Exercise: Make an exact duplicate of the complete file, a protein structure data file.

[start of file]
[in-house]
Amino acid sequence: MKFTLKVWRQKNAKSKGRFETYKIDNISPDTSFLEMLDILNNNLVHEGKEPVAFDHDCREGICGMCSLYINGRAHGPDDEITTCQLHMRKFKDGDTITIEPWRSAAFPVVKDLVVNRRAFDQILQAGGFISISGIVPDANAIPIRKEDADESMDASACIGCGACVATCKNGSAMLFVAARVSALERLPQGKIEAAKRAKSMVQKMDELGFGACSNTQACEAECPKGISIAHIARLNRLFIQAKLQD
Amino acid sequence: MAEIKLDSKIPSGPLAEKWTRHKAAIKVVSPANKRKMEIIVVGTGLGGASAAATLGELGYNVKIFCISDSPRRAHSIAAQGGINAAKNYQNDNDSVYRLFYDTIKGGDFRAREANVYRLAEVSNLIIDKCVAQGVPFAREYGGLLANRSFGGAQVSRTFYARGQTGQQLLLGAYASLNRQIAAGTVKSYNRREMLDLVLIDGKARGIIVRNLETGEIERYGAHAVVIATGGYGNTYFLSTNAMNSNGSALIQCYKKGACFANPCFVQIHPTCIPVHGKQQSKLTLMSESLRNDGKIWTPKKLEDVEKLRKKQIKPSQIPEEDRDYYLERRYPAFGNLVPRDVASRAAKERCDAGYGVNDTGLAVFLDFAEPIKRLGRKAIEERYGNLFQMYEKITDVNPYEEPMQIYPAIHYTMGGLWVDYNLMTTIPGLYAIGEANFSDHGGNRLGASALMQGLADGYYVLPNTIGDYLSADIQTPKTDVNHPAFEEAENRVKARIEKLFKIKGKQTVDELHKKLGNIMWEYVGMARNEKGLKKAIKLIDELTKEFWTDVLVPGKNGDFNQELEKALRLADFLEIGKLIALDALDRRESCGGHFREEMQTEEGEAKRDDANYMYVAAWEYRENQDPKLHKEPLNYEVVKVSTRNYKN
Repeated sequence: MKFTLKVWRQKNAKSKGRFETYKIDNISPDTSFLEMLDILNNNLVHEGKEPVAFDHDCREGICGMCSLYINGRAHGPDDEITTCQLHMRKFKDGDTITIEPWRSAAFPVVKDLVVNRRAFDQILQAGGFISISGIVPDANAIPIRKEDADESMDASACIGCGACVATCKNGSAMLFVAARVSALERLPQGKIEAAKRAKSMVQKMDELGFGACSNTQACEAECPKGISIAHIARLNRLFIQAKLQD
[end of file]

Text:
[in-house]
Amino acid sequence: MKFTLKVWRQKNAKSKGRFETYKIDNISPDTSFLEMLDILNNNLVHEGKEPVAFDHDCREGICGMCSLYINGRAHGPDDEITTCQLHMRKFKDGDTITIEPWRSAAFPVVKDLVVNRRAFDQILQAGGFISISGIVPDANAIPIRKEDADESMDASACIGCGACVATCKNGSAMLFVAARVSALERLPQGKIEAAKRAKSMVQKMDELGFGACSNTQACEAECPKGISIAHIARLNRLFIQAKLQD
Amino acid sequence: MAEIKLDSKIPSGPLAEKWTRHKAAIKVVSPANKRKMEIIVVGTGLGGASAAATLGELGYNVKIFCISDSPRRAHSIAAQGGINAAKNYQNDNDSVYRLFYDTIKGGDFRAREANVYRLAEVSNLIIDKCVAQGVPFAREYGGLLANRSFGGAQVSRTFYARGQTGQQLLLGAYASLNRQIAAGTVKSYNRREMLDLVLIDGKARGIIVRNLETGEIERYGAHAVVIATGGYGNTYFLSTNAMNSNGSALIQCYKKGACFANPCFVQIHPTCIPVHGKQQSKLTLMSESLRNDGKIWTPKKLEDVEKLRKKQIKPSQIPEEDRDYYLERRYPAFGNLVPRDVASRAAKERCDAGYGVNDTGLAVFLDFAEPIKRLGRKAIEERYGNLFQMYEKITDVNPYEEPMQIYPAIHYTMGGLWVDYNLMTTIPGLYAIGEANFSDHGGNRLGASALMQGLADGYYVLPNTIGDYLSADIQTPKTDVNHPAFEEAENRVKARIEKLFKIKGKQTVDELHKKLGNIMWEYVGMARNEKGLKKAIKLIDELTKEFWTDVLVPGKNGDFNQELEKALRLADFLEIGKLIALDALDRRESCGGHFREEMQTEEGEAKRDDANYMYVAAWEYRENQDPKLHKEPLNYEVVKVSTRNYKN
Repeated sequence: MKFTLKVWRQKNAKSKGRFETYKIDNISPDTSFLEMLDILNNNLVHEGKEPVAFDHDCREGICGMCSLYINGRAHGPDDEITTCQLHMRKFKDGDTITIEPWRSAAFPVVKDLVVNRRAFDQILQAGGFISISGIVPDANAIPIRKEDADESMDASACIGCGACVATCKNGSAMLFVAARVSALERLPQGKIEAAKRAKSMVQKMDELGFGACSNTQACEAECPKGISIAHIARLNRLFIQAKLQD